The means and standard deviations of the descriptive statistics for the EHDIC and MEPS samples are displayed in Table 1. The respondents in the EHDIC sample were more likely to have a health care visit than respondents in the MEPS (0.78 vs. 0.69). However, among persons who used care, respondents in the EHDIC sample had fewer visits than respondents in the MEPS (9.8 vs. 13.3). Respondents in the EHDIC sample were in poorer health than respondents in the MEPS. They were more likely to report that they were in fair or poor health (32% vs. 18%), and more likely to report that they had been told by a physician or health care professional they had a chronic condition (1.42 vs. 0.77). The EHDIC sample was 59% Black compared with 15% for the MEPS full sample. Respondents in the EHDIC sample were less likely to be married and were on average younger. The EHDIC sample had lower income and lower educational attainment. EHDIC respondents were less likely to have private health insurance (27% vs. 59%) and more likely to have Medicare coverage (28% vs. 17%). This was probably due to higher proportions of nonelderly EHDIC respondents with disabilities.
To analyze the effect of race on having a health care visit during the year, we estimated separate logistic regressions for each sample (see Table 2). We found differences in the race disparities across the data sets, but similarities for most of other covariates. In the MEPS, Blacks were less likely to have a health care visit compared with Whites (odds ratio [OR] = 0.735; p < .001). However, in the EHDIC Blacks were more likely to have a health care visits than Whites (OR = 1.435; p = .017). Using sample pooling EHDIC and MEPS, we tested whether the coefficient on race was statistically significant by incorporating a dummy variable indicating an observation from the EHDIC and an interaction term with race. The coefficient on the interaction term was 0.774 (p < .000) indicating that the difference in impact of race was statistically significant.
Comparisons of the other covariates such as gender, age, marital status, income, and education across samples show similarities in the directions and magnitudes of coefficients. The OR for male was 0.408 in the EHDIC sample compared with 0.365 in the MEPS. Both were statistically significant. The ORs for age, marital status, and income were also similar across the two samples, but statistical significance varied across samples. The impact of educational attainment was similar in both samples—the odds of a health care visit increased with educational attainment. In comparison with high school graduates, persons with less than a high school education were less likely to have a health care visit. Conversely, persons with some college experience and those with 4-year college degrees or more were more likely to have a visit. While in the EHDIC sample, the ORs for some high school experience and some college experience were statistically insignificant, the magnitudes were similar to the MEPS sample.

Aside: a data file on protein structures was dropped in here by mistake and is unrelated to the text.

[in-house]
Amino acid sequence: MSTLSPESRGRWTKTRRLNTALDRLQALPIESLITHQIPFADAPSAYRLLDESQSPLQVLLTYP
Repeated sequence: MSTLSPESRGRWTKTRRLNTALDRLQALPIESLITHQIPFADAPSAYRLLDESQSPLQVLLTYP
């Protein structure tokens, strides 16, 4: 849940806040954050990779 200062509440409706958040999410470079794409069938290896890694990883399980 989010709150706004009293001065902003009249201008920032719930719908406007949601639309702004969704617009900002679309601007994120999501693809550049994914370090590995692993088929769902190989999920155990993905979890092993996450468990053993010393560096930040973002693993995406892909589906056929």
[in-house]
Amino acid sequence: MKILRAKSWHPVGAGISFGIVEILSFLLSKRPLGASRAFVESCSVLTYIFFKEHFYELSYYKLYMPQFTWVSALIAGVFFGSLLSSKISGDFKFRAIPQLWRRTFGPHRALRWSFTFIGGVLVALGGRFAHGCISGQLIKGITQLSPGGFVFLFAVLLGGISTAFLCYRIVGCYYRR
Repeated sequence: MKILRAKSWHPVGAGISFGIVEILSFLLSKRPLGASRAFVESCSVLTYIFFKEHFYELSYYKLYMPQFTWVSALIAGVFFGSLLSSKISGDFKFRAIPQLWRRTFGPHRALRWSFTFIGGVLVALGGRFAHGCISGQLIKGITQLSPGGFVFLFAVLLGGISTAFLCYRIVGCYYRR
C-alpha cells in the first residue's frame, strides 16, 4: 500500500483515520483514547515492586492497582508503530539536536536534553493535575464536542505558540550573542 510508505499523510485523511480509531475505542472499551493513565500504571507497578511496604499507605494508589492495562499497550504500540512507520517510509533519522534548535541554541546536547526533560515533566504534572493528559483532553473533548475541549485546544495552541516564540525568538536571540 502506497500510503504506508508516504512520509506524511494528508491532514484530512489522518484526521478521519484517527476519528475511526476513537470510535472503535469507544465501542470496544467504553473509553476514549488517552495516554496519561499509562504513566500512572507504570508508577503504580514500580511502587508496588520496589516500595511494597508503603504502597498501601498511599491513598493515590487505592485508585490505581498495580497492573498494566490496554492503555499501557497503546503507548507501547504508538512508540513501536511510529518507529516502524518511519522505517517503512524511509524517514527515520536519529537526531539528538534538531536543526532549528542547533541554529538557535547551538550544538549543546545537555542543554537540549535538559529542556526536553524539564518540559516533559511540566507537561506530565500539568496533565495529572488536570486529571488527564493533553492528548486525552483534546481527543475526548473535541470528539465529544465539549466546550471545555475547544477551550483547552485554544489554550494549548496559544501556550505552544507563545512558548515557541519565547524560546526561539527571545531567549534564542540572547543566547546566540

However, there were some differences in the impact of health and health insurance status. Other than race, fair/poor health was the only other covariate where the direction of the ORs differed across the sample. Persons in fair/poor health in the MEPS were more likely to have a health care visit (OR =1.749; p < .001), while in EHDIC persons in fair/poor health were less likely to have a visit (OR = 0.927), although this association was statistically insignificant. The association of number of chronic conditions and the odds of a health care visit was in the same direction in both samples but stronger in the MEPS sample. The pattern for insurance status was different across the samples. For both sample, the odds of privately insured persons having a health care visit were more than twice the odds of the uninsured. Medicaid coverage had greater impact for persons in the MEPS (OR = 2.183) relative to persons in EHDIC (OR = 1.407), while Medicare had a greater impact for persons in EHDIC (OR = 2.761) compared with persons in the MEPS (OR = 1.734).